Watch out for holiday scams and fraud

Crowded stores and busy employees make the holidays a fertile period for shoplifting, ID theft, refund fraud and gift card scams.

By Parija B. Kavilanz, CNNMoney.com staff writer

NEW YORK (CNNMoney.com) -- Most people think the holiday shopping season is about the big crowds and big bargains. But there's one more seasonal hallmark that doesn't always get its fair share of publicity - big holiday crimes.

While retail crimes such as shoplifting, ID theft, returns fraud, gift card scams and organized retail theft are a year-long nuisance for merchants, industry experts caution that offenders tend to kick up their activities a couple of notches during the busy year-end gift-buying months.

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"It's fairly obvious why that happens," said Chris McGoey, a professional security consultant and an expert on loss prevention who has been a consultant for some of the nation's biggest retail chains.

"The store staff is too distracted with the crowds, and shoppers are too busy hunting for bargains and aren't particularly vigilant," he said.

According to a 2005 National Retail Security Survey prepared by the Center for Studies in Criminology and Law at the University of Florida, in partnership with the National Retail Federation (NRF), retail crimes last year cost the industry more than $37 billion dollars.

However, the report also pointed out that employee theft continues to be the main source of lost inventory for retailers, accounting for almost $18 billion in 2005, followed by shoplifting which cost merchants $12.2 billion, administrative error which cost sellers $5.5 billion and vendor fraud which accounted for $1.9 billion in lost sales.

Organized retail theft is growing problem for retailers. It's always been around, but the creation of eBay (Charts) has only exacerbated the problem, McGoey said.

This activity involves a "gang" of people who steal entire shelves of products such as beauty care items, baby food and trendy jeans - not for their own personal consumption, but to resell them for a pretty profit.

"These criminals will create some disturbance in one part of the store to distract the staff, or even light a small fire in the restroom," said McGoey. "Usually dishonest employees are involved in the process. If they sell the items on the street they get 10 cents on the dollar. On eBay, they can get up to 50 percent of the value."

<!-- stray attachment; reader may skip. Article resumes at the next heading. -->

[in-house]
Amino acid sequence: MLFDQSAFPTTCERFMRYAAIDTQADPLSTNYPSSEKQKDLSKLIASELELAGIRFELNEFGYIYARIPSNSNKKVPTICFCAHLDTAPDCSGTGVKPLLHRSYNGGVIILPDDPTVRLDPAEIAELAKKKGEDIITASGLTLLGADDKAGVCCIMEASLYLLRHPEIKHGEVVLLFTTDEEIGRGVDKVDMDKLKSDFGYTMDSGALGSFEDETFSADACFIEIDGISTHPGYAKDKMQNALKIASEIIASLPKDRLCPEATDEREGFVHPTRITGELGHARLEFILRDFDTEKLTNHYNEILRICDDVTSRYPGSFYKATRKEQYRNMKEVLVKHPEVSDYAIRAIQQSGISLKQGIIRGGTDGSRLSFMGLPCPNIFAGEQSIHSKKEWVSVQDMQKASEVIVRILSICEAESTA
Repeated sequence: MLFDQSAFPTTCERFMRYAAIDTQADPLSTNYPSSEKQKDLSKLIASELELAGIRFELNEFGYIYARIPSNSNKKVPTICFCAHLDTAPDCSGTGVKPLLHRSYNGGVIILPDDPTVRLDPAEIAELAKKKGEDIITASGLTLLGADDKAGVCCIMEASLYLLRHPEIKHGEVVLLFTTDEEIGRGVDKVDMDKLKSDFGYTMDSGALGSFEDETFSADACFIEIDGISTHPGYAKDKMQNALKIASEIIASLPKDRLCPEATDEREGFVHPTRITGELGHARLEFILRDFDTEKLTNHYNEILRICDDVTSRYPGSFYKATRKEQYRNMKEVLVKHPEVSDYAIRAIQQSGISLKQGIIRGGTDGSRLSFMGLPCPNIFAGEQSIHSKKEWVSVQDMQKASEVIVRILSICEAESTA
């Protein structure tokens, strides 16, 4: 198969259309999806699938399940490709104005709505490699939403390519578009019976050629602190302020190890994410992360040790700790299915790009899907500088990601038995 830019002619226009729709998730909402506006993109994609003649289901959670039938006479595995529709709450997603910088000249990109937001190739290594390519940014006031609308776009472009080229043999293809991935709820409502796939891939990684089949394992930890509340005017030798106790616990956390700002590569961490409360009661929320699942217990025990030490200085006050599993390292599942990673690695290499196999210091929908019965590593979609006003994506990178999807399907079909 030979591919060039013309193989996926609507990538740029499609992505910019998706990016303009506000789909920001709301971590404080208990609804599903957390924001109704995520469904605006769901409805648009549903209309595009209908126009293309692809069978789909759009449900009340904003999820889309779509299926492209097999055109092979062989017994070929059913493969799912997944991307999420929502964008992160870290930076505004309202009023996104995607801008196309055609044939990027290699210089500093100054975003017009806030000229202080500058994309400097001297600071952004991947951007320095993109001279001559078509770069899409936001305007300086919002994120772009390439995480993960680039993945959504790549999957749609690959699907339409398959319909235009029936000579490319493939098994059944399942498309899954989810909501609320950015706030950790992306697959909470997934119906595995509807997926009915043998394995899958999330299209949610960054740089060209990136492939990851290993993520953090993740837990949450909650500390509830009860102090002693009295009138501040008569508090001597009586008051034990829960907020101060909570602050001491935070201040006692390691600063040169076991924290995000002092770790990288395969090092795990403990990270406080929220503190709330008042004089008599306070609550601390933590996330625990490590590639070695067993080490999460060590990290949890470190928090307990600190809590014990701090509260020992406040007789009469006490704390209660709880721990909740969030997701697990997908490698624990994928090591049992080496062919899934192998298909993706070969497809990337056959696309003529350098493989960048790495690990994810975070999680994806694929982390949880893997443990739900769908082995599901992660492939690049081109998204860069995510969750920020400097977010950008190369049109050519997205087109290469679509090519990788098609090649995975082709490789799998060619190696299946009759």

Also, retailers tend to hire more temporary workers during the holidays to deal with the traffic surge. "Most of these workers aren't carefully screened. This contributes to activity like embezzlement or unfairly giving family members store discounts," he said.

Retailers are trying to counter the problem by implementing sophisticated technology to catch perpetrators. But McGoey said companies can still do more.

"Technology can't completely replace security staff. Companies like Wal-Mart are cutting security personnel to save costs and improve profits. This will only create loopholes for criminals," he added.

Wal-Mart (Charts) did not immediately return calls for comment.

How safe are the new wave systems?

Have you used the new "contactless" payment systems yet? This is where you don't need to swipe your debit or credit card but instead simply wave it in front of a card reader and your payment is recorded.

Todd Davis, CEO of LifeLock, an ID theft prevention company, said he's aware of a few recent incidents in which the payment systems have been targeted by hackers.

"When you get in proximity of the reader, what happens is almost like a digital handshake between your card and the system," Davis said. "The retailer usually doesn't require any other form of ID from the customer."

Davis said the system can be compromised if hackers successfully penetrate the system's database to get access to individual cards' security algorithms.

How does this happen? "Unfortunately it often involves people on the inside. There's a black market for such information," he said. "Once fraudsters have access to it they can use your card without your knowledge."